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Become A Volunteer
Thank you for your interest in becoming a Campbell River Hospice Society Volunteer.
Please take some time to review this page in full and consider all the information when
applying to volunteer with us.
Volunteer Roles with Hospice
A direct volunteer provides psychosocial support to those grieving or facing end-of-life.
The indirect volunteer provides support to the operations of the Society to help Hospice continue to thrive.
Healing Therapy Volunteer
Healing Therapy Volunteers are certified in relaxation therapies such as Reiki, Massage Therapy and Reflexology.
All of our Direct and Practitioner Volunteers undergo extensive training hosted by our Lead Clinical Counsellor, Leslie Haynes-Hodgins. This training amounts to around 24 hours of in-person classes, 3 to 4 hours of self study work and 3 hours of Island Health online training for any volunteers who wish to visit their location
Volunteer Time Commitments
The time commitment of a
Direct Volunteer is 2-4 hours per week with a minimum of a 1 year commitment.
The time commitment of an
Indirect Volunteer is based on the event/role requirements.
The time commitment of a
Healing Therapy Practitioner is 2-4 hours per week with a minimum of a 1 year commitment.
Not sure which Hospice Volunteer Role might be right for you? Take a quiz to learn more
*taking our quiz does not guarantee or negate your role with Hospice. Please contact our Volunteer and Event Coordinator for more details. firstname.lastname@example.org
Things to consider before becoming a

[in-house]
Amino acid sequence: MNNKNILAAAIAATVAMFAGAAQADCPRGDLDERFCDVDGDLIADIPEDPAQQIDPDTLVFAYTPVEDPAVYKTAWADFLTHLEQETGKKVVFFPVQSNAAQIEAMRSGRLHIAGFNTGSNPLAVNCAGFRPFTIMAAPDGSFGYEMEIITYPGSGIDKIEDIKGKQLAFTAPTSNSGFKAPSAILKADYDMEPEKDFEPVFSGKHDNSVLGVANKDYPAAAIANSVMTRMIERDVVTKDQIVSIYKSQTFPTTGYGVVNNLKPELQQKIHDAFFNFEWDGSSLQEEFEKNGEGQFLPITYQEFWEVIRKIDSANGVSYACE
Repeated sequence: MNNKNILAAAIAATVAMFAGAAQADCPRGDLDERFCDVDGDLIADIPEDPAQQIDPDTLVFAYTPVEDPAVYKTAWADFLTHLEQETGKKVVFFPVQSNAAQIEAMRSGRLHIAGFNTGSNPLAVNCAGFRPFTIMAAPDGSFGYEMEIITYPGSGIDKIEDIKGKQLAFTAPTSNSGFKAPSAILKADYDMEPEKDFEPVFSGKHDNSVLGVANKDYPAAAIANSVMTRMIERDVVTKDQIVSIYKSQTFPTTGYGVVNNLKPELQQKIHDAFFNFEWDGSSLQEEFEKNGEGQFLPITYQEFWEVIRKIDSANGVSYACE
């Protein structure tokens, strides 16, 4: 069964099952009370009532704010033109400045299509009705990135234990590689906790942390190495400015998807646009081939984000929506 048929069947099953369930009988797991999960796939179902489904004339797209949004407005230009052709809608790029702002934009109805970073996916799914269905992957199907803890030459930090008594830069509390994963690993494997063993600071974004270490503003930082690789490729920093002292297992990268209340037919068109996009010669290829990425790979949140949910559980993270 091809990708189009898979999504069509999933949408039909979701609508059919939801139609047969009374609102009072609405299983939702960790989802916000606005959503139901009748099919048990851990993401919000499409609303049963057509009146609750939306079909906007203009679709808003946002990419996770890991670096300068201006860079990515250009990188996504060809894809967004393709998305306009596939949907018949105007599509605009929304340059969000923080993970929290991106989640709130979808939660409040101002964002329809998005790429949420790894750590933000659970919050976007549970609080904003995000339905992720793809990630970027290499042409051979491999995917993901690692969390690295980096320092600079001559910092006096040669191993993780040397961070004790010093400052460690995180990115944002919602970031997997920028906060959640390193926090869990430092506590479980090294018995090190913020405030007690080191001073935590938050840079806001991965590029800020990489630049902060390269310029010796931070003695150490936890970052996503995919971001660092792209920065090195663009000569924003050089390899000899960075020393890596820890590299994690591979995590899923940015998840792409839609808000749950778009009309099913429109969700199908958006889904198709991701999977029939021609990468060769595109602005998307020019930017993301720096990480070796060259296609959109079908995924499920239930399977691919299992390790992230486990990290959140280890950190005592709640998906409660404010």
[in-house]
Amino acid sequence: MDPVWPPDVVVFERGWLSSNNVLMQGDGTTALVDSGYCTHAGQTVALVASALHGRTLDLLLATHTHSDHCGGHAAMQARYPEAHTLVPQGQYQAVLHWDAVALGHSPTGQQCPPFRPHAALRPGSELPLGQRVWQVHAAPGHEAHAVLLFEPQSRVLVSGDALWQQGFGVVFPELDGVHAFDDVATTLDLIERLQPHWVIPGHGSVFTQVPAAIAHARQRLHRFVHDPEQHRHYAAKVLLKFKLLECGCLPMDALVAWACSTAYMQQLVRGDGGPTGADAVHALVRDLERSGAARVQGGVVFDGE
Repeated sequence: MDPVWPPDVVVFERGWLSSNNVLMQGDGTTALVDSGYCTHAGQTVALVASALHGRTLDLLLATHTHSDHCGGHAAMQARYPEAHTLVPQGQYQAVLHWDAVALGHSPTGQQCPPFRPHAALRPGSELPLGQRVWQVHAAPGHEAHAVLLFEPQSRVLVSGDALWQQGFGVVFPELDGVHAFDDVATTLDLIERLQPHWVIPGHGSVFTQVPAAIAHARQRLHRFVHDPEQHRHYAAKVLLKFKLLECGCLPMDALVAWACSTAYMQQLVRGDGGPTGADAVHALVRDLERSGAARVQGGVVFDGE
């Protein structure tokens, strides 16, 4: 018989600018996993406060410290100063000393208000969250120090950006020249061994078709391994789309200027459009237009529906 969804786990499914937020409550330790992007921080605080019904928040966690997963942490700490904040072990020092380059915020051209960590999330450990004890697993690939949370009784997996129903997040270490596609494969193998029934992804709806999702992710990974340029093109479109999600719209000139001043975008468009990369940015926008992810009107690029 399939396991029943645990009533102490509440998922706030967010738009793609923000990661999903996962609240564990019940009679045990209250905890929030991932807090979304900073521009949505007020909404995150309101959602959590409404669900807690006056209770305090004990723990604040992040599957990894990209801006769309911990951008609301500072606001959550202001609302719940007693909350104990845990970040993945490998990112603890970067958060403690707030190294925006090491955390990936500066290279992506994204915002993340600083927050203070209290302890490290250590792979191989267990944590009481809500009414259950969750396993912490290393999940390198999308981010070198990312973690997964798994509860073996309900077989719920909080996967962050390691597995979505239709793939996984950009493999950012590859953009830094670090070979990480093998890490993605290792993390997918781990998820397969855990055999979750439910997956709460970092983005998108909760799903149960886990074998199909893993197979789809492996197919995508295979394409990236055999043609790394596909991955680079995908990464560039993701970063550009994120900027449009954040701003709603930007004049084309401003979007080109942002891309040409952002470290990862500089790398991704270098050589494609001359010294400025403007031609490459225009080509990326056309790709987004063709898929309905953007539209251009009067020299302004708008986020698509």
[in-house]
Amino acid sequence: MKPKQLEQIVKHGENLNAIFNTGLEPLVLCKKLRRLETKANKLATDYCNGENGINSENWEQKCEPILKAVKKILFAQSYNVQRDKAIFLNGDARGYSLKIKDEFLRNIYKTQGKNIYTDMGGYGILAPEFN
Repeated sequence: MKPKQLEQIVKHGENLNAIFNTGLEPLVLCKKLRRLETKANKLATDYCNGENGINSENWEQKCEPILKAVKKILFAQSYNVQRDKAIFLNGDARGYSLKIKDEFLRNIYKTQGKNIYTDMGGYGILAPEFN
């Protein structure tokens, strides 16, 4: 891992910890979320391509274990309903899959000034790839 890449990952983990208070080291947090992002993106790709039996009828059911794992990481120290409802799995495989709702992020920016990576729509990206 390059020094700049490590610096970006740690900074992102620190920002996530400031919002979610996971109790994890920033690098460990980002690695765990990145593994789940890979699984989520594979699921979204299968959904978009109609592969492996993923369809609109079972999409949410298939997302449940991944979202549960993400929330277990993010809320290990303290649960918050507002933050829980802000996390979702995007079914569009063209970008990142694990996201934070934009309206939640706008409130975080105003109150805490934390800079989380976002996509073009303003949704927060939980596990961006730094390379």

"I feel fulfilled after every appointment with my clients."
"I am so honored to be invited into our client's lives. How special it is."
"I love volunteering; our clients are so special and appreciative of the care we provide."
What our Volunteers Say About Donating
Their Time to CRHS...
FAQ New Voluteers
Do I have to be fully vaccinated to volunteer?A Direct Volunteer who is providing visits to any Island Health locations or long-term care facilities is required to be fully vaccinated against COVID-19 and receive their annual flu shot each fall.
What is the difference between a Direct and Indirect Volunteer?A Direct Volunteer provides Grief or End-of-Life support to clients and their families. Direct Volunteers are required to complete in-depth Hospice provided Volunteer Training and attend ongoing volunteer gatherings every six weeks. When a Direct Volunteer is providing support to clients at any Island Health location, they are required to complete a 3-hour online Island Health training session. We ask for a minimum of a 1-year commitment from all of our Direct volunteers. An Indirect Volunteer can help with administrative duties, events, fundraisers, and committees. They also can sit on the CRHS Board of Directors. Time commitments vary based on the required task and/or event. Some training may be required.
What is the expectation of a Direct Volunteer?We ask that our Direct Volunteers for a minimum of a 1-year commitment to their role. All of our Direct Volunteers must follow CRHS protocols and procedures. Direct Volunteers are required to provide regular clean Criminal Record checks. Direct Volunteers must stay neutral and non-judgmental about the personal beliefs and medical choices of our clients, including the choice of MAiD. We ask that Direct Volunteers be active listeners without sharing any personal opinions or private personal information. Direct Volunteers find ways to help clients' last days to be filled with dignity, love, and joy while providing caring, friendly and compassionate companionship. Direct Volunteers may spend time doing activities clients enjoy, e.g. reading, singing, playing music, playing games etc. Our Direct Volunteers support the client's family through their anticipated grief and share resources and information about Hospice Grief Services. Direct Volunteers do not offer advice or counselling to clients or their families. All Direct Volunteers hold a safe and confidential space for clients to share personal information. Direct Volunteers must maintain complete confidentiality of the patient. Including name, illness, visiting information, location and, most of all, personal conversations. All Direct volunteers must maintain ongoing communication with the CRHS team. All of our Volunteers are ambassadors of the CRHS.